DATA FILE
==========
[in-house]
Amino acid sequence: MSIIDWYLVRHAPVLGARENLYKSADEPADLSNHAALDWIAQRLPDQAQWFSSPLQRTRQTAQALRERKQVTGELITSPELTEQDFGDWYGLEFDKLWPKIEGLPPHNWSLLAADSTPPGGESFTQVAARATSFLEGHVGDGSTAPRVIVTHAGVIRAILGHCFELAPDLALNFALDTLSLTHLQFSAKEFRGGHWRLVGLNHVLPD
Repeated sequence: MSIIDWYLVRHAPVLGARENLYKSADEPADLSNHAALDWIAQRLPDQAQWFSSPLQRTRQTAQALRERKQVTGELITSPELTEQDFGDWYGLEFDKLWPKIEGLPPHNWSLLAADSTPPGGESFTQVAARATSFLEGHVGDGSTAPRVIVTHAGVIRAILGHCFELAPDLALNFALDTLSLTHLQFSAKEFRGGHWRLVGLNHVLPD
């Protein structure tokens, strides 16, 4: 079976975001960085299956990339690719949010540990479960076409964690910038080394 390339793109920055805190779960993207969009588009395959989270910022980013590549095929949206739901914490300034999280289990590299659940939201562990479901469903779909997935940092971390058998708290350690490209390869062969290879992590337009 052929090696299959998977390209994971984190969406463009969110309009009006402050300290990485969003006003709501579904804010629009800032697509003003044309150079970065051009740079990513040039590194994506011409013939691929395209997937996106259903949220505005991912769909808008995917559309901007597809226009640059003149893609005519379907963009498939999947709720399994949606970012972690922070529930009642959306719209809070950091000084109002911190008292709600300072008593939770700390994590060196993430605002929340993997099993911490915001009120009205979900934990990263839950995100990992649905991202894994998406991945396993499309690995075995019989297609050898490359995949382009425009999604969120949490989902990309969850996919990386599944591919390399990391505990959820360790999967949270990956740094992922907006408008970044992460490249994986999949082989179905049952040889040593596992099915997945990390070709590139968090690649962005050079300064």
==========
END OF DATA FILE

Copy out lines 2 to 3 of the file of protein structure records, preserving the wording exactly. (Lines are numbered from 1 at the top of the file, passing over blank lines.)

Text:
Amino acid sequence: MSIIDWYLVRHAPVLGARENLYKSADEPADLSNHAALDWIAQRLPDQAQWFSSPLQRTRQTAQALRERKQVTGELITSPELTEQDFGDWYGLEFDKLWPKIEGLPPHNWSLLAADSTPPGGESFTQVAARATSFLEGHVGDGSTAPRVIVTHAGVIRAILGHCFELAPDLALNFALDTLSLTHLQFSAKEFRGGHWRLVGLNHVLPD
Repeated sequence: MSIIDWYLVRHAPVLGARENLYKSADEPADLSNHAALDWIAQRLPDQAQWFSSPLQRTRQTAQALRERKQVTGELITSPELTEQDFGDWYGLEFDKLWPKIEGLPPHNWSLLAADSTPPGGESFTQVAARATSFLEGHVGDGSTAPRVIVTHAGVIRAILGHCFELAPDLALNFALDTLSLTHLQFSAKEFRGGHWRLVGLNHVLPD